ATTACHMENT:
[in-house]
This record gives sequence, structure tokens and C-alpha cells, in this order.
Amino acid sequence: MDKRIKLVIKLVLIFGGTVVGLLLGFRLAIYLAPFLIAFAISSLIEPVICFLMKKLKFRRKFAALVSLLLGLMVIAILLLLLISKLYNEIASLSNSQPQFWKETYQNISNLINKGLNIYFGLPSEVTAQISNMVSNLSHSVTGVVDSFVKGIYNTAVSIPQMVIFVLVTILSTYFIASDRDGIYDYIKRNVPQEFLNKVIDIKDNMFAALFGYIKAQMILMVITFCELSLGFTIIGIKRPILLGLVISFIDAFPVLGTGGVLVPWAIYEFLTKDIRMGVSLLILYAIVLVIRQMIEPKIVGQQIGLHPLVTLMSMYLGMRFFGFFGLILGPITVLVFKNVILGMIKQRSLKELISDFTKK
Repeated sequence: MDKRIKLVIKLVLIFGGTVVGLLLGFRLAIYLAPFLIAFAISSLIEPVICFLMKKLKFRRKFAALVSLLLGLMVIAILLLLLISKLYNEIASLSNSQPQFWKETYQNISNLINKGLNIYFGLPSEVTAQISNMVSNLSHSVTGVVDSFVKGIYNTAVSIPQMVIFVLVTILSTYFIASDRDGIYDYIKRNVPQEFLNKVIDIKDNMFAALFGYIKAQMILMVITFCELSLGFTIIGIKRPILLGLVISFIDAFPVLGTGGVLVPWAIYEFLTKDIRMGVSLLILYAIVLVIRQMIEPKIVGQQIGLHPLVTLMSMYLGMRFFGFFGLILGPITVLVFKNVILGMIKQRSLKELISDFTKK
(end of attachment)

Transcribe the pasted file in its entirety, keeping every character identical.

[in-house]
This record gives sequence, structure tokens and C-alpha cells, in this order.
Amino acid sequence: MDKRIKLVIKLVLIFGGTVVGLLLGFRLAIYLAPFLIAFAISSLIEPVICFLMKKLKFRRKFAALVSLLLGLMVIAILLLLLISKLYNEIASLSNSQPQFWKETYQNISNLINKGLNIYFGLPSEVTAQISNMVSNLSHSVTGVVDSFVKGIYNTAVSIPQMVIFVLVTILSTYFIASDRDGIYDYIKRNVPQEFLNKVIDIKDNMFAALFGYIKAQMILMVITFCELSLGFTIIGIKRPILLGLVISFIDAFPVLGTGGVLVPWAIYEFLTKDIRMGVSLLILYAIVLVIRQMIEPKIVGQQIGLHPLVTLMSMYLGMRFFGFFGLILGPITVLVFKNVILGMIKQRSLKELISDFTKK
Repeated sequence: MDKRIKLVIKLVLIFGGTVVGLLLGFRLAIYLAPFLIAFAISSLIEPVICFLMKKLKFRRKFAALVSLLLGLMVIAILLLLLISKLYNEIASLSNSQPQFWKETYQNISNLINKGLNIYFGLPSEVTAQISNMVSNLSHSVTGVVDSFVKGIYNTAVSIPQMVIFVLVTILSTYFIASDRDGIYDYIKRNVPQEFLNKVIDIKDNMFAALFGYIKAQMILMVITFCELSLGFTIIGIKRPILLGLVISFIDAFPVLGTGGVLVPWAIYEFLTKDIRMGVSLLILYAIVLVIRQMIEPKIVGQQIGLHPLVTLMSMYLGMRFFGFFGLILGPITVLVFKNVILGMIKQRSLKELISDFTKK